It isn’t Scotland that’s broke and broken

14
634

By John Maclean
 
The Economist article ‘Skintland’ is a creature of sensationalism, as one James Delingpole has said, “Never believes a word you read in The Economist,” to which the magazine’s former Deputy Editor, Andrew Freeman, has said is, “a gigantic excuse for would-be Oxford Dons to get their names out and about.”
 
Now, if we actually look at the article more carefully than the author, we find a several problems:

One, the Scottish public’s apparent stupidity in not understanding that oil will run out so quickly that everyone will be reduced to a state of decrepitude.

By John Maclean
 
The Economist article ‘Skintland’ is a creature of sensationalism, as one James Delingpole has said, “Never believes a word you read in The Economist,” to which the magazine’s former Deputy Editor, Andrew Freeman, has said is, “a gigantic excuse for would-be Oxford Dons to get their names out and about.”
 
Now, if we actually look at the article more carefully than the author, we find a several problems:

One, the Scottish public’s apparent stupidity in not understanding that oil will run out so quickly that everyone will be reduced to a state of decrepitude.  I think the author should really read the ten richest countries in the world and find himself swamped with the likes of Brunei, Norway, Kuwait, Qatar, and the United Arab Emirates, that we should abhor any association with them.

The Economist has unequivocally and in its other articles commented on small-nations, their unstable, unsustainable yields and addictive dependency on oil, “when the richest reserves have already been exploited, leaving inaccessible oil that becomes uneconomic when prices fall.”

The truth is that the world’s wealth and oil–richest countries have populations equitable to Scotland, and a small country often manages its resources better than as a colony.  In a recent Deloitte report on the “Capabilities to exploit 21st century North Sea Oil” it found “a new breed of low cost operators had begun to move in,’ when the price of oil was only at $45-75 per barrel, and “not only do previously marginal fields become economic,” but new technology would make oil “an attractive proposition.”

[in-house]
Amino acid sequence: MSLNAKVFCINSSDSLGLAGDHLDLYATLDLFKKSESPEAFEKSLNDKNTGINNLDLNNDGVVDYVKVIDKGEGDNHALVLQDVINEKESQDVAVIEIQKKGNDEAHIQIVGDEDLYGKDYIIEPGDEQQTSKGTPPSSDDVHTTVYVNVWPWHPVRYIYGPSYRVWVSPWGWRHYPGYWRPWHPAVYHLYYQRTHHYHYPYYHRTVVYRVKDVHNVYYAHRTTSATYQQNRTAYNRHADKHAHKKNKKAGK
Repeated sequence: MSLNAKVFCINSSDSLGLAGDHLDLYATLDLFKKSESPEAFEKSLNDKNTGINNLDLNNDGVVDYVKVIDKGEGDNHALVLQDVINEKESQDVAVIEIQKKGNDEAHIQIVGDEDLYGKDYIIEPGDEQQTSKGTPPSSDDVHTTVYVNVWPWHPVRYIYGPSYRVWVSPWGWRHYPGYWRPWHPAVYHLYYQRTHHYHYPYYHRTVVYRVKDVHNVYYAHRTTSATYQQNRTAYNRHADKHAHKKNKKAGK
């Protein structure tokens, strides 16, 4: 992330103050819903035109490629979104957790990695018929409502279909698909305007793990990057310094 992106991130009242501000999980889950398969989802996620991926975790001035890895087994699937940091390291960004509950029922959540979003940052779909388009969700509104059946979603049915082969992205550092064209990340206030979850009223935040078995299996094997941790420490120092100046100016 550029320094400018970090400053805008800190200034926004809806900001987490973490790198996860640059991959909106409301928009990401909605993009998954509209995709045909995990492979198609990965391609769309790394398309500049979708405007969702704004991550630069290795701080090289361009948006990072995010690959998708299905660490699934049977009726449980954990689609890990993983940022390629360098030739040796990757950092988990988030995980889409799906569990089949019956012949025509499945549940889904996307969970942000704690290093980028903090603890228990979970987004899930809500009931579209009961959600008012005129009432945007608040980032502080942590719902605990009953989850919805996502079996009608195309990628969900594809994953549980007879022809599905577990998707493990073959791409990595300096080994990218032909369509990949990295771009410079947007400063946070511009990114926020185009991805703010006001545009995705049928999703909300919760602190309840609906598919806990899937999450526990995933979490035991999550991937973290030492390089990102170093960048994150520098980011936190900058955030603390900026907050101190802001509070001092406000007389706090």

The Economist patronises us by saying most of the North Sea oil supply has already frittered away but our appetite to capitalise on it, yet Deloitte’s study shows “only half of the North Sea’s oil has been recovered” and “both BP and Shell are building new offices in Aberdeen” as the referendum looms, “that the message is very much they are here to stay.”

We have to wonder if in the make-believe of jolly “Skintland” the Economist might have been confusing fantasy for a very real place south of the border.  Broke and broken Britain, excluding Scotland, has an economic forecast edging on recession, and leading economic historian Tom Devine explained in relation the Economist article that we “have been doing rather well”. In fact, few have argued otherwise, until the Economist published this article.

One of the article’s other sophisticated, blandly superficial, and misleading arguments is that small countries are often unable to manage temporary shocks to their economy compared to much larger ones.

Greece and Ireland are small, but their hopelessness is played out in a background of opting into a larger union for the wrong reasons, specifically the European Union, in essence becoming part of a monetary super-state with the loss of a vast amount of their independence. All the while being pinned under the gauntlet of the financial markets where a vicious cycle of graphic economic devastation continues to today.

Whereas Spain and Italy are not exactly small and the French have just recently lost their AAA rating, they are so large that most bondholders and credit rating agencies have distanced themselves greatly, living in unfazed fear that their massive electorates, regional and autonomy-related politics, will spell their doom unlike their much smaller neighbours from Luxembourg to Liechtenstein.